Here is a word and math conundrum that might amuse the more omnium-gatherumists among the light-hearted posters of this AWAD forum ...

**Jet and the Chick and her Three Little Daughters**

*Jet is a bud of mine. We are nerds, and we share two interests - women and mathematics. In that order in my case, and in the case of Jet, quite the opposite.*

ME: (knocking on Jet's door) Knock! Knock! Knock!

**JET:** Hey amemeba, com'on in.

Hey buddy , did you notice that good-looking chick buck-dancing at Burly Earls last night? She is quite the *(wink-smile)* gay divorcee, but it seems that she has three children - all girls.

** ME:** Well yes, Jet, that might prove to be a problem. How old are her little girls?

**JET: ** Well if you multiplied their ages by each other the product would be thirty-six.

**ME: ** Com'on Jet, there are several combinations of three numbers that if multiplied would total thirty-six. I need more information to determine their ages.

** JET:*** (reluctantly)* OK, innumberignorant, the sum of their three ages is the same number as my apartment number - upon which you just knocked.

** ME:** Maybeso, Jet, I know well your apartment number, but I still need more information to determine the ages of the gay divorcee's three little girls.

**JET:** *(sighs with resign)* OK, amemeba, the oldest little girl has blue eyes.

**QUESTION: HOW OLD ARE THE GAY CHICK'S LITTLE GIRLS?**

buck-dancing?

CHORUS:

Charleston! Charleston!

Made in Carolina!

Some dance, some prance,

I'll say, there's nothing betta' than the

Charleston! Charleston!

Boy, how you can shuffle.

Ev'ry step you do, leads to something new,

Man I'm telling you, it's a lapazoo!

**Buck dance,** wing dance,

Will be a back number, but the

Charleston, the new Charleston,

That dance is surely a comer.

Sometime, you'll dance it

One time, that dance called

Charleston, made in South Caro-

Line!

('Bout eighty years old then, I'd say)

Nein, ja? Ja!

A lot of induction in this one, as well as deduction. The solution involves the reasoning that if this much information is enough to solve the problem, and if at the same time this much information is required to solve the problem, then only one of the potential solution sets will do!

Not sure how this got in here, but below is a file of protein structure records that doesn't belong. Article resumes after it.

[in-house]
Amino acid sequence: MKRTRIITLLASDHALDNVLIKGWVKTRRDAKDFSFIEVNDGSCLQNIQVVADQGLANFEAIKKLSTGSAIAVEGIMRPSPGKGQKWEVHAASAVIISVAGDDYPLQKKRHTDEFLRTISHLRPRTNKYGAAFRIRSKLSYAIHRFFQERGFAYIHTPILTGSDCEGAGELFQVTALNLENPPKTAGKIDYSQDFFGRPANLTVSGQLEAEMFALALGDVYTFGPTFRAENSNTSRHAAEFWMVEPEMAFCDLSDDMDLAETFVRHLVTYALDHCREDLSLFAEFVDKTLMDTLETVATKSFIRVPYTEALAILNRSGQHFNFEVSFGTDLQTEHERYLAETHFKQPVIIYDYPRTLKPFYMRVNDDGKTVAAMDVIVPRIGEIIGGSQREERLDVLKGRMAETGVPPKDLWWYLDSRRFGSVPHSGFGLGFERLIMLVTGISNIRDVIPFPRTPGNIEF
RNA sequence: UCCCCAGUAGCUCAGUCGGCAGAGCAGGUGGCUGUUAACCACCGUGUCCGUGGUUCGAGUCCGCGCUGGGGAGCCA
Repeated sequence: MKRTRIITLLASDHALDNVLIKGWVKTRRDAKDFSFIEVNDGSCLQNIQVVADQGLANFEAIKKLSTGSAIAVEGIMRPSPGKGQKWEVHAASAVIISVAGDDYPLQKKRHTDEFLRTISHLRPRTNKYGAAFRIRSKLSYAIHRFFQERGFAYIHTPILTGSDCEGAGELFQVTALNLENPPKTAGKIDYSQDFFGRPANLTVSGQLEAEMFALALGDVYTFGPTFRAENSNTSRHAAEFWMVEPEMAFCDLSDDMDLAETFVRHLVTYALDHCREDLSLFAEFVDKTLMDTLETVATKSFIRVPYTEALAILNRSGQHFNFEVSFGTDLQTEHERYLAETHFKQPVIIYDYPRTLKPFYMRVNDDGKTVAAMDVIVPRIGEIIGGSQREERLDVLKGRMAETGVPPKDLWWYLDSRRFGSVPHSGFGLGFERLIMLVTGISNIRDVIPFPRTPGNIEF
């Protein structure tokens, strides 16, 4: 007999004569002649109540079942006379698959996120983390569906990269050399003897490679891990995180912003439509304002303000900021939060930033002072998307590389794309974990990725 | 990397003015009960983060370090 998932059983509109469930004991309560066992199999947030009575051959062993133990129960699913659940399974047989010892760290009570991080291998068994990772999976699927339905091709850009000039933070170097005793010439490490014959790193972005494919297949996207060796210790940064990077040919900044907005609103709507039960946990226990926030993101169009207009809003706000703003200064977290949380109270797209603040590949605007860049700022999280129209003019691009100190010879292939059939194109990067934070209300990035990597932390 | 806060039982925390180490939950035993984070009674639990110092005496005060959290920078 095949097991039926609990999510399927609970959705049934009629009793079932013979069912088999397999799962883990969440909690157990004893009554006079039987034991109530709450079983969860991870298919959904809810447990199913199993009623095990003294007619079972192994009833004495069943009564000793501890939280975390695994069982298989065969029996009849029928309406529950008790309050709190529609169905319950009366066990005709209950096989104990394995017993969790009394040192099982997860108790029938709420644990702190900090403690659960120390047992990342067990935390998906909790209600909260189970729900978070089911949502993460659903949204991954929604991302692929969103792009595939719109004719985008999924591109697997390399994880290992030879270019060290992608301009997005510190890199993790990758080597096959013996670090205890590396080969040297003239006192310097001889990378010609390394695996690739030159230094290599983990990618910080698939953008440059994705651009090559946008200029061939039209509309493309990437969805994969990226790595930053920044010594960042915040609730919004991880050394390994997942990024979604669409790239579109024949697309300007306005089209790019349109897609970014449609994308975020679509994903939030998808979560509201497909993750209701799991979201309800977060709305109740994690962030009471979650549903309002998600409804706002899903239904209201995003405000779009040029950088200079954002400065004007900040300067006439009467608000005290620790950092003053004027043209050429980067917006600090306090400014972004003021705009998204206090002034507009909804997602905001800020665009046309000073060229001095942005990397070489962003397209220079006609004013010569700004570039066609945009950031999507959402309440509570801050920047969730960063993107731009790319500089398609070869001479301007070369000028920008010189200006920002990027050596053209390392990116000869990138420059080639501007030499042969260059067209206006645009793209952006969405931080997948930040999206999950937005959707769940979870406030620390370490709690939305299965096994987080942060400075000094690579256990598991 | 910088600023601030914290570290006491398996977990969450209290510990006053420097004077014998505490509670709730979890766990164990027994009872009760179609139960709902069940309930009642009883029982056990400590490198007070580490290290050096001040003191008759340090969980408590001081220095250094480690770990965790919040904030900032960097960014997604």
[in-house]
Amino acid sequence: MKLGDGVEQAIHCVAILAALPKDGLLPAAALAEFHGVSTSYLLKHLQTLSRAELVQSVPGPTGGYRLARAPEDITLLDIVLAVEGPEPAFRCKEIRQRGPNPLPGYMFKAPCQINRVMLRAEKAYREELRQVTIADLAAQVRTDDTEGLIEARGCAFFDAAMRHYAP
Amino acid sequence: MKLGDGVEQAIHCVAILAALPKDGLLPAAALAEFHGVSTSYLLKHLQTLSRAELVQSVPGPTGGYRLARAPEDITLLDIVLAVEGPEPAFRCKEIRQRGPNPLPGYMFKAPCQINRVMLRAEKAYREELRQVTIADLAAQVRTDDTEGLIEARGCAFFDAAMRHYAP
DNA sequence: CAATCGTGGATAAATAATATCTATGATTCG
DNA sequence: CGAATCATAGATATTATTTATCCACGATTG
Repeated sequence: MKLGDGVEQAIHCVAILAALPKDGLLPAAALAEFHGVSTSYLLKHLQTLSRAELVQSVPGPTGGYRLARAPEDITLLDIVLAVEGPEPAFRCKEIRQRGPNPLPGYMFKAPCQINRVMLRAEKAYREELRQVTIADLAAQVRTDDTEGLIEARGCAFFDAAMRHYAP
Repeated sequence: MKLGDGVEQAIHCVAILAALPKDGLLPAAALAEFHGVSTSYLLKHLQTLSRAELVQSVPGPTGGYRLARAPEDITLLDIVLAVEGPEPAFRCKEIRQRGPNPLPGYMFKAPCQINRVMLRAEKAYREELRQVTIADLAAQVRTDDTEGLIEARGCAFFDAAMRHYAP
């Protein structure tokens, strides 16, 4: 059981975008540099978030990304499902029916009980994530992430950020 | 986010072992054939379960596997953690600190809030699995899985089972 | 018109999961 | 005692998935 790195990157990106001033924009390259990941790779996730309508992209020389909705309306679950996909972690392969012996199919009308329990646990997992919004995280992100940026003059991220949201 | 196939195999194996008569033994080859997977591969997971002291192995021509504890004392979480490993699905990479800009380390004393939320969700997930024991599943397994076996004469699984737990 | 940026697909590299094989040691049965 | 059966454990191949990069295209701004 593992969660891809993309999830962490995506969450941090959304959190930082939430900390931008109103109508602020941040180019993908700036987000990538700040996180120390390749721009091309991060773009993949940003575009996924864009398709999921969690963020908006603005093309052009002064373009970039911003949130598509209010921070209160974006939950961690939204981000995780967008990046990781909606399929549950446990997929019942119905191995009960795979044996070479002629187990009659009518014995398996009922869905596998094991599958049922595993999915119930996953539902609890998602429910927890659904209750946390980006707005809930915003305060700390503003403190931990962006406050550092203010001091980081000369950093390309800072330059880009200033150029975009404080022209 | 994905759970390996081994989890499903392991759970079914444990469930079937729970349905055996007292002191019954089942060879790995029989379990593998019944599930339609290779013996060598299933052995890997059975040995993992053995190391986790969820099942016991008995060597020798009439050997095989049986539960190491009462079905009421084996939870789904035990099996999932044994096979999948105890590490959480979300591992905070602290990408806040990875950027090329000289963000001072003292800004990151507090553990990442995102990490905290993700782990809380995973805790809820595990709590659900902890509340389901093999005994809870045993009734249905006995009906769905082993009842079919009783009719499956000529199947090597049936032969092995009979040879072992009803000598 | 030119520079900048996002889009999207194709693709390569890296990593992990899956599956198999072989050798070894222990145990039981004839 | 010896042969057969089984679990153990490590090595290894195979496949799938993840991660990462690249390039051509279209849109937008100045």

well, if he'd said something about living on the first or second floor...

and thanks for the lyric.

I dunno. I come up with five possiblities with only one of them eliminated by the eye-color proviso.

The import of the eye-color statement is

a) knowing the sum is not enough info to solve the problem, so there must be some sets of factors that have the same sum, and

b) the fact that there is an oldest.

The mislead-your-audience factor is the eye color, which has nothing to do with anything!

'nother name for clogging.

ah, clogging I know! thanks!

So after a false start (and the need to think a bit more cleverly), I think I got it. Am I right in assuming that there is, however, only one circumstance in which the product and sum can be the same using two different sets of three numbers, hence the blue-eyed tiebreaker?

As far as I can tell, shanks, that's it exactly.

I'll post an explanation of the problem (as I see it) a little later on, under Answers to Puzzles. Assuming I can find it again!

I got a tip via PM(thanks!!), buthow do we know the apt number? what am I missing?

It doesn't really matter, any more than the blueness of the eyes matters. It's just that there is still not enough information to solve the puzzle even after knowing the sum...

Full answer is posted in I and A, "Answers to puzzles", located here:

http://wordsmith.org/board/showflat.pl?Cat=&Board=announcements&Number=131223at the bottom (today, anyway).

But it's not whited-out or anything, so only look if you really want to know.

From a strictly logical point of view, even if there is a set of twins who are older than the third daughter, one of the twins will be older than the other. Not to mention that saying that one of them has blue eyes does not rule out the possibility that two, or even all three, have blue eyes. This means that even if Jet doesn't know which of the twins is older, if they both have blue eyes, then the older of them will.